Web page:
R&D Work Suggests Metasurfaces Could Supplant LCD; Boosting Resolution, Halving Power Needs
February 23, 2023 by Dave Haynes
University researchers in the UK and Australia are collaborating on the development of a new kind of engineered material that would be much thinner than LCD technology, boost resolution 10-fold, and use half the power.
Researchers at Nottingham Trent University in the UK, the Australian National University (ANU), and the University of New South Wales (UNSW) Canberra have been working on what is called metasurface technology. Their findings are published today in Light: Science & Applications.
The tech is described as a “type of engineered material that can control the propagation of electromagnetic waves, including light, in ways that are not possible with traditional materials. It is made up of a planar array of sub-wavelength-sized structures, which can be designed to manipulate the phase, amplitude, polarization, and direction of the electromagnetic waves that interact with them.”
“Metasurfaces can be used to create flat optical components, such as lenses, beam deflectors, and polarizers, that are much thinner and lighter than traditional optics. They can also be used to manipulate the color, intensity, and direction of light in new and exciting ways, making them useful for a wide range of applications in fields such as telecommunications, imaging, and sensing.”
Here’s more detail from the University of New South Wales (UNSW) Canberra:
Metasurfaces are 100-times thinner than liquid crystal cells, offer a 10-fold greater resolution and could consume less energy.
Today’s screen display market offers a large range of choices, each with its pros and cons. However, factors including production costs, lifespan and energy consumption have kept LCD technology the most dominant and popular technology for screens such as TV sets and monitors.
Liquid crystal cells are responsible for switching the transmitted light on and off and are constantly lit by a backlight, with polarising filters in the front and behind the pixels, forming a cross-polarised setup. They determine the dimension of pixels – the resolution – and play a significant role in managing the device’s power consumption.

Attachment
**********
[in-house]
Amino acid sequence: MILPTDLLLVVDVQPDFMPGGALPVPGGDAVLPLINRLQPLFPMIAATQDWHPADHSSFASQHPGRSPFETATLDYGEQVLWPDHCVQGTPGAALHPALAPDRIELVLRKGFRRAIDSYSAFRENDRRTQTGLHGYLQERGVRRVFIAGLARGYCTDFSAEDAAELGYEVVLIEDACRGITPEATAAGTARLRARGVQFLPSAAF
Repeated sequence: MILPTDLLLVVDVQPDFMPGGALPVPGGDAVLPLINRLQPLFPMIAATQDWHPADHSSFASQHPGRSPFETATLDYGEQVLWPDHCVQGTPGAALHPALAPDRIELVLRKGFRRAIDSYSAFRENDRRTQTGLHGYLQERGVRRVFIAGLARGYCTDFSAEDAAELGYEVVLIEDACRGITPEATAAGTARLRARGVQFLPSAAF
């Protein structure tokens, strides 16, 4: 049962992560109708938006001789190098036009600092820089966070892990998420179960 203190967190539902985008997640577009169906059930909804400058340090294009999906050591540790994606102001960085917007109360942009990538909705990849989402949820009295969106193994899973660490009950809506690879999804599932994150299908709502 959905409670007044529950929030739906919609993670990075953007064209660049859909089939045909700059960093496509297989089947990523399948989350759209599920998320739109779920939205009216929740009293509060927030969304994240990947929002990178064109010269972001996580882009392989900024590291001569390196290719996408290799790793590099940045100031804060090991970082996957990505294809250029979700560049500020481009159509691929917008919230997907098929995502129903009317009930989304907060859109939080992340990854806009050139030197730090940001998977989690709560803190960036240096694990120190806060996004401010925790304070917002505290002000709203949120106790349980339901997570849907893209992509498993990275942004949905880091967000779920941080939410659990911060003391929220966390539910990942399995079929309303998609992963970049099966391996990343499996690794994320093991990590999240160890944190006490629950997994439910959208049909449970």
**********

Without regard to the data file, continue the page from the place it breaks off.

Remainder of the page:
The newly-engineered metasurface cells – which have tunability and extraordinary light scattering properties – would replace the liquid crystal layer and would not require the polarisers, which are responsible for half of wasted light intensity and energy use in displays.
“Our pixels are made of silicon, which offers a long life span in contrast with organic materials required for other existing alternatives. Moreover, silicon is widely available, CMOS* compatible with mature technology, and cheap to produce,” said Professor Andrey Miroshnichenko, a lead researcher in the Nanophotonics team at UNSW Canberra.
“We hope this development could generate a frontier technology in new flat screen displays, which had a global market value of about $117 billion in 2020.”
Building a large-scale prototype
The next phase of research will be building a large-scale prototype and generating images, which is hoped to be achieved within the next five years. Once the prototype has successfully generated high-definition images it is expected the technology will be integrated into flat screens and available to the public within the next 10 years.
Professor Dragomir Neshev, Director of the ARC Centre for Excellence in Transformative Meta-Optical Systems (TMOS) and ANU Professor in Physics, said the capability of conventional flat screen displays has reached its peak and is unlikely to significantly improve in the future due to multiple limitations.
“Today there is a quest for fully solid-state flat display technology with a high-resolution and fast refresh rate. We have designed and developed metasurface pixels that can be ideal for the next-generation display,” Professor Neshev said.
“Unlike liquid crystals, our pixels do not require polarised lights for functioning, which will halve screens’ energy consumption.”
Khosro Zangeneh Kamali, a PhD scholar at ANU and the first author of the study, said metasurfaces are proven to exhibit extraordinary optical behaviour.
“Inventing an effective way to control metasurfaces is still a subject of heavy research. We have proposed electrically tunable silicon nanostructures, which is a versatile platform for programmable metasurfaces.”
Dr Lei Xu, a team member from Nottingham Trent University, said: “There is significant room for further improvements by employing artificial intelligence and machine learning techniques to design and realise even smaller, thinner and more efficient metasurface displays.”
“We have paved the way to break a technology barrier by replacing the liquid crystal layer in current displays with a metasurface, enabling us to make affordable flat screens liquid crystal-free,” said lead researcher Mohsen Rahmani, Professor of Engineering at Nottingham Trent University’s School of Science and Technology and a Royal Society Wolfson Fellow.
“The most important metrics of flat panel displays are pixel size and resolution, weight and power consumption. We have addressed each of these with our meta-display concept.
“Most importantly, our new technology can lead to a huge reduction of energy consumption – this is excellent news given the number of monitors and TV sets being used in households and businesses every single day. We believe it is time for LCD and LED displays to be phased out in the same way as former cathode ray tube (CRT) TVs over the past 10 to 20 years.”
The five-to-10 year timeline for when this technology might get beyond labs and into production lines means it will be emerging just as, or possibility after, mass production of microLED comes online – also offering better resolution and brightness, plus the ability to embed in different materials like glass and, possibly, ceramics.
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